Ah, wedding season. You’ve probably had a year or two when you have more Save the Dates than refrigerator magnets (and if you haven’t yet, you probably will). As much as you’ll enjoy witnessing your good friends get married, you can’t not think about how much attending all those weddings will cost you.
The plane tickets, the hotel room, the clothes, the manicures, the gifts — and that’s just for the average guest. If you’re in the wedding party, you might have to pay up for an engagement party, bridal shower and/or destination bachelor or bachelorette party too.
Obviously, being there for the people you love on such an important day is a very special thing.
And if you can save money on the cost of attending, even better.
Travel hacking requires a bit of organization and some patience, so now is time to start saving up toward all those weddings your friends just began planning. The expenses associated with the weddings you attend to this year can build rewards points toward next year’s parties.
Hold Up. What Is Travel Hacking?
When you travel on an airline or stay in a chain hotel, you can sign up for free rewards programs that earn you miles and points that you can use toward future travel.
But since what you earn is based on how many miles you fly or nights you stay, it will take years for most people to earn enough to get a free trip. That’s where travel hacking comes in.
Airlines, hotels, and Amtrak all offer rewards credit cards that will rapidly earn you points. There are also a few general credit cards that allow users can redeem points for travel, either by booking through the credit card’s site or reimbursing yourself with points for travel charges on your statement.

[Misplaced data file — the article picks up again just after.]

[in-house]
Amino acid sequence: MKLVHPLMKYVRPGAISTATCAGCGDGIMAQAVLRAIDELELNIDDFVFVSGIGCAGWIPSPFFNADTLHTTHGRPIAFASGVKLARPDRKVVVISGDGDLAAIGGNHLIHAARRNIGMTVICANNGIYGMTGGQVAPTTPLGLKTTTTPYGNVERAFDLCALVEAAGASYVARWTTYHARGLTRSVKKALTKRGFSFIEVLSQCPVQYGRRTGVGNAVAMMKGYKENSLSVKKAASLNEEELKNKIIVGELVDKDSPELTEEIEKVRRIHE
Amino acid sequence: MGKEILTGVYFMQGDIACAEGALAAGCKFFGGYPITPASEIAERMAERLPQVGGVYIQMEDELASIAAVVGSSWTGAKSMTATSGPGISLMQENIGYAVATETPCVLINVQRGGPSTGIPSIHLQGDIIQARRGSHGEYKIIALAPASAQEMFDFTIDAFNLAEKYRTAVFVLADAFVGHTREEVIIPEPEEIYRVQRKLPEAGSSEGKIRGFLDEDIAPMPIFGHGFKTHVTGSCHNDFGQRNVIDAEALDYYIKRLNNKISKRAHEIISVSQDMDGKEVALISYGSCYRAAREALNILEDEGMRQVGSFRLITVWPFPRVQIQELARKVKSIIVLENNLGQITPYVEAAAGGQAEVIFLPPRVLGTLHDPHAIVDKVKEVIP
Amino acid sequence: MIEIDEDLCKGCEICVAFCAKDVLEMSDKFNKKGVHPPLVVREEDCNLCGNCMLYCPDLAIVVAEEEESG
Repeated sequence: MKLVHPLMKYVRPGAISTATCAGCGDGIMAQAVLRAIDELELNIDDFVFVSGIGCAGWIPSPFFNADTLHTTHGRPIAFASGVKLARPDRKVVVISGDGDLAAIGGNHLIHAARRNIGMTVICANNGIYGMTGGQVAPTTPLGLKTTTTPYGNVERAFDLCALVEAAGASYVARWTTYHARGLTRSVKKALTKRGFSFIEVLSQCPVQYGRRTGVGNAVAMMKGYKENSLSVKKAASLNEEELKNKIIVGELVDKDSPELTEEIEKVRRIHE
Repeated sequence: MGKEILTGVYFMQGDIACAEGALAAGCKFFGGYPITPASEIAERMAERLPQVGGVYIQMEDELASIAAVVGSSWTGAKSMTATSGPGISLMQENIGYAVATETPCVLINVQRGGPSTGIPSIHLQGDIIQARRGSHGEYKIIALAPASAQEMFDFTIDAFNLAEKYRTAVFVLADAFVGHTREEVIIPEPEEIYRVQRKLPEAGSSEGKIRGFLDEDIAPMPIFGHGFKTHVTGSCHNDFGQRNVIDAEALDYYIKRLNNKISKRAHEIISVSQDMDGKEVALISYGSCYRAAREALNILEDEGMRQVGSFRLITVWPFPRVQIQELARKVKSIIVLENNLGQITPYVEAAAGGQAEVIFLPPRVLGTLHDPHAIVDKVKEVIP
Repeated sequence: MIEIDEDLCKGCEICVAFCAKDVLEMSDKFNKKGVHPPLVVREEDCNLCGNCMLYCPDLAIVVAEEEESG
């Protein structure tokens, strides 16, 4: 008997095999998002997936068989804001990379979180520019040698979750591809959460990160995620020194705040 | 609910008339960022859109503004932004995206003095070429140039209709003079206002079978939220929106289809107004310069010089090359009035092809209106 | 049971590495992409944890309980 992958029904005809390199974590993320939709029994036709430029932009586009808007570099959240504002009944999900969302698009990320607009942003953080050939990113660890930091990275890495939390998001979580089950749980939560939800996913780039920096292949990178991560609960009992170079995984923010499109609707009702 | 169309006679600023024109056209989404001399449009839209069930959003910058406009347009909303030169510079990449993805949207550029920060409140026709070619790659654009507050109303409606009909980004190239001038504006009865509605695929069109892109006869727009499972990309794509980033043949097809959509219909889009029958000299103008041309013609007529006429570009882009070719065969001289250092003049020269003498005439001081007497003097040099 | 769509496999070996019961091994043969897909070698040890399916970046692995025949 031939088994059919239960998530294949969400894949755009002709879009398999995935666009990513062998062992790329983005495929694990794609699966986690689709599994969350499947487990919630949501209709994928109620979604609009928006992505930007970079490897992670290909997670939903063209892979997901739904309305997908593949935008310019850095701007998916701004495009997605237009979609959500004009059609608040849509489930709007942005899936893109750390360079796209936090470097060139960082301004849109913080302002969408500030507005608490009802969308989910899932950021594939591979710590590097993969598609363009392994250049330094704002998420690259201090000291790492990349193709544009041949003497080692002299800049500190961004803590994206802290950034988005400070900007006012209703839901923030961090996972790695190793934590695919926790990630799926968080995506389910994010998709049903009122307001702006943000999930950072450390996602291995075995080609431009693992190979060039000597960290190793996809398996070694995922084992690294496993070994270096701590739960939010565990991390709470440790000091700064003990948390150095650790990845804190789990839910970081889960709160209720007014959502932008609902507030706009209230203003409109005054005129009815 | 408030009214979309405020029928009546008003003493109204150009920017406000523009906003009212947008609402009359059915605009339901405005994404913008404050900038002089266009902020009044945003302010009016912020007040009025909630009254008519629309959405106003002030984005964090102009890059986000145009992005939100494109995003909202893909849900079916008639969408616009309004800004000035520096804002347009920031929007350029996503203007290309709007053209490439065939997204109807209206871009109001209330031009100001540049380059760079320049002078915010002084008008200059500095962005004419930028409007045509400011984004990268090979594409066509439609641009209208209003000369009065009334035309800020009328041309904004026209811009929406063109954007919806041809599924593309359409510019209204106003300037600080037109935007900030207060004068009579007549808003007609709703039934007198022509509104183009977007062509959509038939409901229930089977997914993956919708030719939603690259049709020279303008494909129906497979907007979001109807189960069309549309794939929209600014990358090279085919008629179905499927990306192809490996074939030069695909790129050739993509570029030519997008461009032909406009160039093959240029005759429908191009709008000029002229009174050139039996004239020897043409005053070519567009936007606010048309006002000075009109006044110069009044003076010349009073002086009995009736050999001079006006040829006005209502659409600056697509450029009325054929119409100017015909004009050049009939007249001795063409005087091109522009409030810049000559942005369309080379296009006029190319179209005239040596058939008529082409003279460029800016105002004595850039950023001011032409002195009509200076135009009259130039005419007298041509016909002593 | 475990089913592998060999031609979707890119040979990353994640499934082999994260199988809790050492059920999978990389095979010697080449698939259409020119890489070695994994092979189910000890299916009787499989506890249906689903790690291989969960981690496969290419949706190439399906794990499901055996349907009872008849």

These cards come with huge sign-up bonuses, which require you spend a certain minimum within a certain amount of time. (For example: a minimum spend to earn a sign-up bonus might be putting $3,000 on your new card in the first three months.) The bonus alone is often enough to get you a free flight or a free hotel stay. Travel hacking is when you strategically apply for rewards cards to maximize those introductory bonuses.
A Word to the Wise
If you have credit card debt, paying that off should be your first priority. If you routinely carry a balance, travel hacking is not for you. Rewards cards tend to have annual fees and a higher interest rate, so travel hacking is for credit card pros who have no debt and good credit scores, and who are disciplined about paying their bills in full each month.
Also, spending money you ordinarily wouldn’t just to get the point bonus won’t save you any money! The key is to use your everyday spending to earn points.
Ready to Get Started?
Map out the weddings you want to attend in the next year or two. They will fall into two categories:
- Weddings with expenses you’ll pay in full in order to earn points.
- Weddings you attend at a discount by cashing in previously-earned points.
A good way to dip your toe in the travel hacking pool is with a card that isn’t specific to an airline or hotel chain. Some popular options include Chase Sapphire Preferred, CapitalOne Venture, and Barclays Arrival Plus World Elite MasterCard.
You earn points whenever you use these cards, and sometimes you can earn multiple points per dollar for certain categories of spending, like travel or restaurants. They have generous sign-on bonuses if you meet a spending minimum. You can either book travel through their site with points (Chase) or reimburse yourself with points after you spend on travel (CapitalOne and Barclays).
A Case Study